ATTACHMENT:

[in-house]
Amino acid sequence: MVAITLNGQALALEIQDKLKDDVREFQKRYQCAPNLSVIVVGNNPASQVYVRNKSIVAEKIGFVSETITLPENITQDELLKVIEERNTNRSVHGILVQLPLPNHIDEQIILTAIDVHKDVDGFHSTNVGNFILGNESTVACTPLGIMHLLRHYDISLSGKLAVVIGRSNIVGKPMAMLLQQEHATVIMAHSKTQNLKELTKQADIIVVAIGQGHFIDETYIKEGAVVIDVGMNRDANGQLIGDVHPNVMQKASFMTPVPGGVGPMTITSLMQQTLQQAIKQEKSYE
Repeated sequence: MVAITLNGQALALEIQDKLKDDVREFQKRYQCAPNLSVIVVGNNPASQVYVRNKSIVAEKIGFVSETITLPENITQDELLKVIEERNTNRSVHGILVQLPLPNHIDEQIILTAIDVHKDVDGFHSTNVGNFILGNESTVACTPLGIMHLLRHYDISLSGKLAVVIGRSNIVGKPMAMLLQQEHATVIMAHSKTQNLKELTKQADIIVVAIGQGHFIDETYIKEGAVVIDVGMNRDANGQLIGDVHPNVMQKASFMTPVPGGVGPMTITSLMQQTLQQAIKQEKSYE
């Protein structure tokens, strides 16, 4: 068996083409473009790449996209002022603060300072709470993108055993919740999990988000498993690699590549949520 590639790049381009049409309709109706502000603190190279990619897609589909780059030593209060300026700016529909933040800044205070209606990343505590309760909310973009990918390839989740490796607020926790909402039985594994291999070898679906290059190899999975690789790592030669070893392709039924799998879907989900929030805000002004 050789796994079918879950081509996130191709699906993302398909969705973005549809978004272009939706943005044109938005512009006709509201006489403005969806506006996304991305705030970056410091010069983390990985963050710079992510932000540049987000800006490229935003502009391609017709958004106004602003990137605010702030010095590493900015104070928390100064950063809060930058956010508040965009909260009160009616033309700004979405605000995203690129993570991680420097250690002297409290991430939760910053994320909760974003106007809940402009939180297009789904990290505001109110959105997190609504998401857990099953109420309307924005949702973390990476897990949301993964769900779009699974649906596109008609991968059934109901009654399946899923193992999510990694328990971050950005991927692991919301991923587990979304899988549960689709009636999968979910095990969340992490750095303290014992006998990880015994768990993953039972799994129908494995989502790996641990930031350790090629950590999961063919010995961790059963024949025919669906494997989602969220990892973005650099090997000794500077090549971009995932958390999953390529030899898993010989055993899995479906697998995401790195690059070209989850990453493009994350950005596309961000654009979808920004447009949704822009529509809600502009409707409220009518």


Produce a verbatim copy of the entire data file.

[in-house]
Amino acid sequence: MVAITLNGQALALEIQDKLKDDVREFQKRYQCAPNLSVIVVGNNPASQVYVRNKSIVAEKIGFVSETITLPENITQDELLKVIEERNTNRSVHGILVQLPLPNHIDEQIILTAIDVHKDVDGFHSTNVGNFILGNESTVACTPLGIMHLLRHYDISLSGKLAVVIGRSNIVGKPMAMLLQQEHATVIMAHSKTQNLKELTKQADIIVVAIGQGHFIDETYIKEGAVVIDVGMNRDANGQLIGDVHPNVMQKASFMTPVPGGVGPMTITSLMQQTLQQAIKQEKSYE
Repeated sequence: MVAITLNGQALALEIQDKLKDDVREFQKRYQCAPNLSVIVVGNNPASQVYVRNKSIVAEKIGFVSETITLPENITQDELLKVIEERNTNRSVHGILVQLPLPNHIDEQIILTAIDVHKDVDGFHSTNVGNFILGNESTVACTPLGIMHLLRHYDISLSGKLAVVIGRSNIVGKPMAMLLQQEHATVIMAHSKTQNLKELTKQADIIVVAIGQGHFIDETYIKEGAVVIDVGMNRDANGQLIGDVHPNVMQKASFMTPVPGGVGPMTITSLMQQTLQQAIKQEKSYE
């Protein structure tokens, strides 16, 4: 068996083409473009790449996209002022603060300072709470993108055993919740999990988000498993690699590549949520 590639790049381009049409309709109706502000603190190279990619897609589909780059030593209060300026700016529909933040800044205070209606990343505590309760909310973009990918390839989740490796607020926790909402039985594994291999070898679906290059190899999975690789790592030669070893392709039924799998879907989900929030805000002004 050789796994079918879950081509996130191709699906993302398909969705973005549809978004272009939706943005044109938005512009006709509201006489403005969806506006996304991305705030970056410091010069983390990985963050710079992510932000540049987000800006490229935003502009391609017709958004106004602003990137605010702030010095590493900015104070928390100064950063809060930058956010508040965009909260009160009616033309700004979405605000995203690129993570991680420097250690002297409290991430939760910053994320909760974003106007809940402009939180297009789904990290505001109110959105997190609504998401857990099953109420309307924005949702973390990476897990949301993964769900779009699974649906596109008609991968059934109901009654399946899923193992999510990694328990971050950005991927692991919301991923587990979304899988549960689709009636999968979910095990969340992490750095303290014992006998990880015994768990993953039972799994129908494995989502790996641990930031350790090629950590999961063919010995961790059963024949025919669906494997989602969220990892973005650099090997000794500077090549971009995932958390999953390529030899898993010989055993899995479906697998995401790195690059070209989850990453493009994350950005596309961000654009979808920004447009949704822009529509809600502009409707409220009518």